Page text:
Brooklyn, NY – U.S. Senator Kirsten Gillibrand yesterday toured Manufacture New York, a woman-owned fashion design and production incubator in Brooklyn for independent designers, and announced her bipartisan Made in America Manufacturing Communities Act legislation. Senator Gillibrand’s legislation would grow the apparel, textile, and wearable tech manufacturing industry in Brooklyn by creating a permanent program that designates local regions as “Manufacturing Communities,” which would put them in the front of the line to receive federal economic development funding specifically for the purpose of investing in manufacturing.
“New York City has one of the most diverse and talented workforces in the entire country, and that makes us perfectly positioned for a manufacturing boom, particularly in the apparel and textile industries,” said Senator Gillibrand. “This bipartisan legislation would unlock millions of dollars in federal economic development funds for smart investments in high-impact projects and would leverage public-private partnerships to help create good-paying manufacturing jobs in Brooklyn, jumpstart new businesses, and grow our economy for years to come.”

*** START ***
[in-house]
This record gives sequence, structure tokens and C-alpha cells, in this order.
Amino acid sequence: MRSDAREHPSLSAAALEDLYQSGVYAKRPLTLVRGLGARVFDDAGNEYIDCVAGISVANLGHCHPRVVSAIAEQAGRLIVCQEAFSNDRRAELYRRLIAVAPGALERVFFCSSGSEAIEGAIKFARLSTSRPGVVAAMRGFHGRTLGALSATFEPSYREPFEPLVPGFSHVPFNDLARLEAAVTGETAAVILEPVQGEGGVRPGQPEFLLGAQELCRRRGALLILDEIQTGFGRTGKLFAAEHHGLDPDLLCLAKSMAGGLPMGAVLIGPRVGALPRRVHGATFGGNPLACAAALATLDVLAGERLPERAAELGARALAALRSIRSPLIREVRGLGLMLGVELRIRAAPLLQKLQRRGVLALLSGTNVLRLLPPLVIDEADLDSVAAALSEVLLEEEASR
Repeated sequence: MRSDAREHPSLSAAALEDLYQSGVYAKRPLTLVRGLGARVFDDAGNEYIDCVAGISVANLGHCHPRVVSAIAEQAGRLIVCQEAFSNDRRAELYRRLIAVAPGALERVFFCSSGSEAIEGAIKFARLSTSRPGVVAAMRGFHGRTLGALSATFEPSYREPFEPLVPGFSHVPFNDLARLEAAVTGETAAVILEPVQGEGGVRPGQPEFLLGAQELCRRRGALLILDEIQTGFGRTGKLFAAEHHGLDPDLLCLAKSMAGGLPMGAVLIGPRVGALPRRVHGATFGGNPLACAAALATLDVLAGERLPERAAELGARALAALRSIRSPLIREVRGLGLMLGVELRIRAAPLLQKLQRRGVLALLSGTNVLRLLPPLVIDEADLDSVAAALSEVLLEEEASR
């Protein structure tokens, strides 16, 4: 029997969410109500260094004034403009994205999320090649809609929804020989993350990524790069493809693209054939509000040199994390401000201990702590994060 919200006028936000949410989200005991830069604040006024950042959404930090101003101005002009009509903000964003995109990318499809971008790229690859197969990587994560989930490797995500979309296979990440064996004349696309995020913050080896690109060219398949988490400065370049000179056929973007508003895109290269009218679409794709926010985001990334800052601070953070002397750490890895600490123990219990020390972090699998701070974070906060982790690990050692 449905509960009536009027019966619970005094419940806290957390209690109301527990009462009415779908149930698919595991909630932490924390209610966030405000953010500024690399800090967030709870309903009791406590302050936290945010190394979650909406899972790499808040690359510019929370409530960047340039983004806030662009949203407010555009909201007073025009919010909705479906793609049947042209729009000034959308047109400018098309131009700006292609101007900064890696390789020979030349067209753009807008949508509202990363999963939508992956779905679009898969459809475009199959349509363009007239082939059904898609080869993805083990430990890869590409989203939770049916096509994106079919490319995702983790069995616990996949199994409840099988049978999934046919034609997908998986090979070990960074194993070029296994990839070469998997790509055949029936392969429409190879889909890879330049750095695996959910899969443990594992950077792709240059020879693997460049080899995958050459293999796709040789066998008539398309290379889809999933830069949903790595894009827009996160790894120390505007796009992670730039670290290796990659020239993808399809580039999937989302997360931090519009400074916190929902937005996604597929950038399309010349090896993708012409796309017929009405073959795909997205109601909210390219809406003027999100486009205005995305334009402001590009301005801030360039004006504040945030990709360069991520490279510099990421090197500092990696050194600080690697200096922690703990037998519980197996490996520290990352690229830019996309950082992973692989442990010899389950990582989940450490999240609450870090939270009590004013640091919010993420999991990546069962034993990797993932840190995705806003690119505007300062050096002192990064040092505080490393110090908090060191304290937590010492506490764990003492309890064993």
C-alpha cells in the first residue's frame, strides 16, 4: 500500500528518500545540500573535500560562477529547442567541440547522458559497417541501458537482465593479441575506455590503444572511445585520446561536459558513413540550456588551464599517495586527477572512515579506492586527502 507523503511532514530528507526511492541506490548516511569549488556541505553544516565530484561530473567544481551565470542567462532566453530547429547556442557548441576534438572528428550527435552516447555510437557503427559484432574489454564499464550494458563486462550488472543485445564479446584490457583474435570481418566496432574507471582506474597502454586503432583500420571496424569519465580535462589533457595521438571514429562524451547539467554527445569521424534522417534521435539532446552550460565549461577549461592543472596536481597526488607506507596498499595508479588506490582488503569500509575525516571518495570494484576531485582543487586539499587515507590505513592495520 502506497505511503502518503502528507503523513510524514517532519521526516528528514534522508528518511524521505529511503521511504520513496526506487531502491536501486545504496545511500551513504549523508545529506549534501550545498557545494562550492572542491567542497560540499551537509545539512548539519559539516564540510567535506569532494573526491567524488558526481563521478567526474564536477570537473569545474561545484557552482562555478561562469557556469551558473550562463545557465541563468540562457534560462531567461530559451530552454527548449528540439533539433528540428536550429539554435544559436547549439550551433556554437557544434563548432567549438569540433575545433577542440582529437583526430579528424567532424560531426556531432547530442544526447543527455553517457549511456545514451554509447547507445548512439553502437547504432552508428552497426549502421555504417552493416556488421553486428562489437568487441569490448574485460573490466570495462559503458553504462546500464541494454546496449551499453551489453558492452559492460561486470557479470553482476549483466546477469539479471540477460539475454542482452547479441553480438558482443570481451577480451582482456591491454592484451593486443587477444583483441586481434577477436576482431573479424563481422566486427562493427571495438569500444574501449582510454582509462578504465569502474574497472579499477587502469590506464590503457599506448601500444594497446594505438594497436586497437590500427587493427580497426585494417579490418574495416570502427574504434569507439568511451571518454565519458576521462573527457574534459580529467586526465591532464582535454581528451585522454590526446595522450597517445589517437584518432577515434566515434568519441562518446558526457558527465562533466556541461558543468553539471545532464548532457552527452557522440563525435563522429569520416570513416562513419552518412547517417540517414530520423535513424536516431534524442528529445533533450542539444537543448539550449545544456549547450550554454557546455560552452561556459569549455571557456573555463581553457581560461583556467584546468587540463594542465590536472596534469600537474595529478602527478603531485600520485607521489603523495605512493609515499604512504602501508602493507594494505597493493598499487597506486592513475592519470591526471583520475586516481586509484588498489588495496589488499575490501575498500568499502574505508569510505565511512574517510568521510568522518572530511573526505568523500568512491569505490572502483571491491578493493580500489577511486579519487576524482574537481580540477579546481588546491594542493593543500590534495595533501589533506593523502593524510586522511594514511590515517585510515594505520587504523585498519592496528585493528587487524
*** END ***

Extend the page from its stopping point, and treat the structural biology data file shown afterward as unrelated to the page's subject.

“Manufacturing is the backbone of the innovation economy, giving creatives + technologists the tools to commercialize their ideas and create new startups that fuel job growth in our NY metropolitan region and across the country. We applaud Senator Kirsten Gillibrand’s continued support of domestic manufacturing, and look forward to working with everyone in this region to create an inclusive consortium and apply for the designation provided in this great new bill. Since the Great Recession, virtually all small creative & manufacturing businesses in New York City have had the same challenges- access to affordable industrial space with long term leases, relocation grants for those who are displaced, affordable housing within a reasonable commuting distance, low interest working capital & lines of credit to grow our small businesses, and competitive equipment procurement and training programs so that we can adapt to a rapidly changing global landscape,” said Bob Bland, CEO/Founder of Manufacture New York.